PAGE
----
Through analyses combining a literary perspective, political theory and forward thinking, the objective of this contribution is to test a hypothesis that sounds like science fiction, but could go beyond science fiction itself. This hypothesis is based on part of the works of the Scottish writer Iain M. Banks, notably the “Culture novels”, and the social organization that is described in these works. This series of novels portrays a galactic civilization ruled by anarchistic principles in which problems of shortage are overcome and power structures seem to be dismantled. In this civilization called the Culture, artificial intelligences or “Minds” are responsible for managing the tasks linked to the handling of collective affairs, thus freeing up the population to pursue more spiritual or fun activities. The type of social organization described by Iain M. Banks in his novels1 exists mostly because of the protective support provided by these artificial intelligences. If this hypothesis is considered beyond a literary point of view, could it help to conceive the role that “intelligent” machines, or at least highly evolved ones, might play in social and political organization? How could these machines be integrated into collective life? How far would their inclusion go concerning their ability to modify institutional workings? In the civilization model of the Culture, certain ontological distinctions have disappeared, since these entities behave like people and are treated as such. Vessels and space stations have their own “Minds” that make their own choices. In a way, these “conscious” and “sensitive” machines, which are much more intelligent than humans, “are” these spacecrafts. They are the reflective backbone of the Culture, which in fact they control more than they actually live there. If we follow the vision of Iain M. Banks, the development and the widespread presence of these artificial intelligences have disrupted the political system, and even the conception of politics. This would be a very specific application of anarchistic principles. The author has indeed created an organized world in which the plan to replace the government of men with the administration of things has been carried out, thanks to artificial intelligences and limitless material wealth and energy. In this model, there would not really be any political choices left to be made.2 Difficult decisions brought about by resource allocation problems would have no reason to be, or at worst could be resolved using enhanced processing power. Abuse of power would not really be feared, since power would in a way be allocated to these artificial intelligences, which, constitutively, would have risen above these challenges (or in any case, for who this type of temptation would be senseless). In the work of Iain M. Banks, these elements are not simple elements of science fiction scenery: they play an important and intimate role in the stories. Going beyond literary analysis, they can be used as a basis of questioning regarding the possibilities of “social” regulation without direct human intervention, or more precisely, with the mediation of machines evolving towards a form of artificial intelligence. This contribution will also be a way to test up to what point and on what basis such a hypothesis can hold up. Can advances in computer technologies lead to re-imagining the possible ways societies can be regulated?3 If so, to what extent? What is left of politics when it becomes dependent on computer systems that are more and more advanced? It is difficult to answer these questions without finding (and it is also one of the challenges of this article) how to initiate a discussion about techniques which do not exist in practice, or which exist only in a potential state. The solution proposed here is to consider future-oriented fictional works as heuristic media.4 More precisely, works of science fiction can be taken both as a reservoir of thought experiments and as forms of problematizations (in the sense of Michel Foucault). These works may not have been conceived as thought experiments, but the majority of them can be considered according to this model, in particular by providing hypotheses to work with (What if…?). Science fiction can be considered jointly as a way to problematize not only developments in the field of science (if one remains attached to the name of the genre), but also, and perhaps above all, more or less direct consequences on social and political systems. In the manner of Michel Foucault,5 these problematizations can be conceived as ways for thought to seize objects which have a relatively new appearance. To be more precise, they may be ways to examine conditions of possibility and function so that between the beginning and the end of the work of fiction, the representation of a question is changed. In the case of a literary work, these problematizations may also merely be the rearrangement of diffuse representations more or less consciously taken up by the author. Reconsidered in this manner, the fictional material can find methodological support to also become a medium of knowledge, even if its content may seem very detached from reality. On the subject at hand, it can consist in identifying narrative situations in which the reader can see these “artificial intelligences” operating. These representations are scattered, but their combination is expected to draw a relatively coherent configuration,6 with the added benefit of intellectual freedom enabling to go beyond the question of the (largely artificial) borders between what is technical and what is political. Even if the envisaged technologies are still hypothetical, potentialities can thus be actualized, not in reality, but in a fictional construction (which can happen to create effects of reality). Treated as a form of problematization (also with its share of reactivation of more or less ancient myths), science fiction can then be more easily related to other forms of problematization, such as those which are available in political or philosophical reflections, or those which weave the discursive accompaniment of technical developments. To progress in this type of questioning, it is no longer possible to maintain a vision of machines from the last century. That would mean misunderstanding the challenges that might come up in the more or less near future. It is necessary to “take out the notion of machine from an industrial conception”, to quote an objective set by Frédéric Vengeon in a syllabus from the Collège international de philosophie. 7 And above all, it is necessary to restore not only the mechanical nature of machines, but also the digital one. 8 In fact, this evolution of machines appears to generate important consequences. For a long time, humanity has filled the world with various artifacts, but it now seems in the process of adding a whole range of artifacts with new possibilities. In addition to machines transforming energy and/or material, there are now machines capable of processing information flows, and this in quantities and at speeds that seem prodigious. It is still unclear whether these machinic artifacts might be the premise of “artificial intelligences” to come. In any case, these artifacts can no longer be considered as mere instruments for human activities, but they eventually form a socio-technical assemblage in which they appear to gain more self-regulatory capacities. In this evolution, the relationship of the collective with its artefactual creations is likely to change. Of course, non-human artifacts could already benefit from forms of delegation from humans. But with “artificial intelligence”, the stakes could rise to a higher level. Above all, such an issue is typically part of issues that may come from an increase in technological development and that has become difficult to conceive in the present tense (the risk being to allow these changes without thinking about their political implications). Although these potential advances in technology are not yet in operation, it is thus useful to find a way to put them in context. Notwithstanding, given the uncertainties in the possible developments, it is better not to have a too restrictive definition of “artificial intelligences”, and consider them as openly as Iain M. Banks does. It is preferable to not define them according to what they are (that is, an essentialist vision), but what they do or rather what they seem to be able to do (that is, a pragmatic vision), thus considering the web of relations they are a part of. This contribution, which thus uses the work of fiction as a way to reflect on the social and political inclusion of technological evolutions,9 will be organized into three sections. The first part will show the political questions that the novels, which have the Culture as a framework, allowed to be formulated regarding the consequences of progress in artificial intelligence and their effects on the organization of societies. The second part, which takes into consideration the supposed founding principles of this civilization, examines the anarchist thought in order not only to display the correspondences between this thought and the vision of Iain M. Banks, but also to show that the various anarchistic currents are in a way outdistanced by the emerging challenges posed by these novels. The third part, written again from a political standpoint, attempts to establish more concrete connections, based on discernable evolutions in computerization or automation of technological systems, which can participate in the regulation of social processes.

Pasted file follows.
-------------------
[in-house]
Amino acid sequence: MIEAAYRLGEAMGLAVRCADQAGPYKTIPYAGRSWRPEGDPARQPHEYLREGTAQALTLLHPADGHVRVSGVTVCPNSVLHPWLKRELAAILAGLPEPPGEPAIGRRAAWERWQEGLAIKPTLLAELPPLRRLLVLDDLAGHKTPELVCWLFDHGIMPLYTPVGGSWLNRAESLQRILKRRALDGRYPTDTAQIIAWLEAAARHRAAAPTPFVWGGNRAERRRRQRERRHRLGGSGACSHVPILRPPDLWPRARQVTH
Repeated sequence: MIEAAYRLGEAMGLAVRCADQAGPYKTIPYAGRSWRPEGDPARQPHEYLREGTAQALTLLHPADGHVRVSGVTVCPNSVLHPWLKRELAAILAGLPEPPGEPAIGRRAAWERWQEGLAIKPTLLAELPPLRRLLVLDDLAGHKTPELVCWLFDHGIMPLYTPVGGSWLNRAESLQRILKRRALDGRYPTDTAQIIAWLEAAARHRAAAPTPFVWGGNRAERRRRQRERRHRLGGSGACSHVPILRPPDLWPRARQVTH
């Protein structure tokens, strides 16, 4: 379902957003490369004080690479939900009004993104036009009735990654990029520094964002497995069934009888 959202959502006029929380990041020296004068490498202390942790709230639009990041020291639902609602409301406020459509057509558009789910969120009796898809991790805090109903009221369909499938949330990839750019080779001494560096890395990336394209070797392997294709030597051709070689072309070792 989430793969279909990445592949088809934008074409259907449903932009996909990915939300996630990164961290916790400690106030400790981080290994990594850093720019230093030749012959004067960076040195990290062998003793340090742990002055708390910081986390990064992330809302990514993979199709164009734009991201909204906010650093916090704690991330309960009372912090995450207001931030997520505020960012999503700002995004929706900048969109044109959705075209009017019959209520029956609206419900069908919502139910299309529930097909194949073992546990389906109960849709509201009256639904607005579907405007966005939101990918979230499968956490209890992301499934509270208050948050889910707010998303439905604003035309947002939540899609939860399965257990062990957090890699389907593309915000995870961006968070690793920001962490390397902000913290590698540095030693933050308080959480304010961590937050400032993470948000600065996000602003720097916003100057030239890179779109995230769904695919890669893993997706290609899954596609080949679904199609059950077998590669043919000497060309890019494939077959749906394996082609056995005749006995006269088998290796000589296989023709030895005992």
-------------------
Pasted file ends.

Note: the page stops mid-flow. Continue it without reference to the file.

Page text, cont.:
نتیجه گیری انگلیسی
It is difficult to predict the effects that research and innovations in the “artificial intelligence” field could have. They might be considerable, but nothing can ensure that technical development itself would allow a society to arrive at a type of collective organization described by Iain M. Banks in his novels about the Culture. The uncertainties must not necessarily prevent a reflection on the potential consequences of possible leaps and bounds in computer developments. It is not only a technical question; its political implications must also be examined, especially how it could affect collective affairs. Technology and values are not two separate matters: values are part of technology, where some are favored and others disadvantaged. Fictional productions, by seizing technical potentialities in an imaginary form, may contribute to the initiation of forms of reflexivity and to contrasting different ways of implementing the technical promises. Iain M. Banks, when he describes this civilization that he calls the Culture, seems to postulate a form of equality between humans and machines, and, in any case, an absence of hierarchy. In this vast galactic universe, technological progress appears to have allowed the civilization to achieve a post-governmental regime in a society without class distinction. The capabilities of the “artificial intelligences” have eliminated any reason to entrust the management of collective affairs to a State or an administration. This model, which goes beyond the simple coexistence of entities of different natures, seems to postulate a general agreement regarding what the common good is. And the main divisions of interest appear to have disappeared. While the political model proposed by Iain M. Banks resembles a democracy, it is controlled and regulated by a new form of an elite whose judgement is taken for granted, an elite who would be of a particular technocratic form since it would be made up of “artificial intelligences”. Indeed, civilization would be going from one delegation to another. Moreover, it is interesting to examine the relationship between Banks’ model and theoretical reflections about democracy. Recent developments in these reflections have contributed to emphasizing the deliberative dimension of political activities, especially as a guarantee for the legitimacy of collective choices.55 In the works of Iain M. Banks, this deliberative dimension seems to be non-existent. Readers can only ask themselves if it is possible to debate with “artificial intelligences”, and a fortiori on a large scale. In what kind of public space would it be possible? An increasingly widespread presence of highly evolved machines leads to a profound questioning of the pertinence of decision-making. For human beings, how much individual autonomy remains? This type of collective functioning presupposes that trust can be put in machines (and in the new range of expert systems). However, it is not because progress in “artificial intelligences” would not produce a centralizing, hierarchical, and oppressive technology that it necessarily has liberatory potential.56 In the Culture novels, nothing is mentioned about how the “Minds’” activities can be supervised. That is, if the “Minds” let themselves be controlled… Far from being simplistic, the works of Iain M. Banks show the ambivalence of such a regime. Moreover, he associates the coming of a civilization like the Culture with the development of humanity in space: “In the purest sense, you get to the Culture almost whether you like it or not. But it does involve getting out to space, and it does involve just a huge amount of manufacturing capability. Because what you end up with is entities, space ships or whatever, that become self-sufficient and free moving in space, and it’s very hard to keep effective control of them”.57 If this step is the determining factor, it goes without saying that humanity still has a long way to go.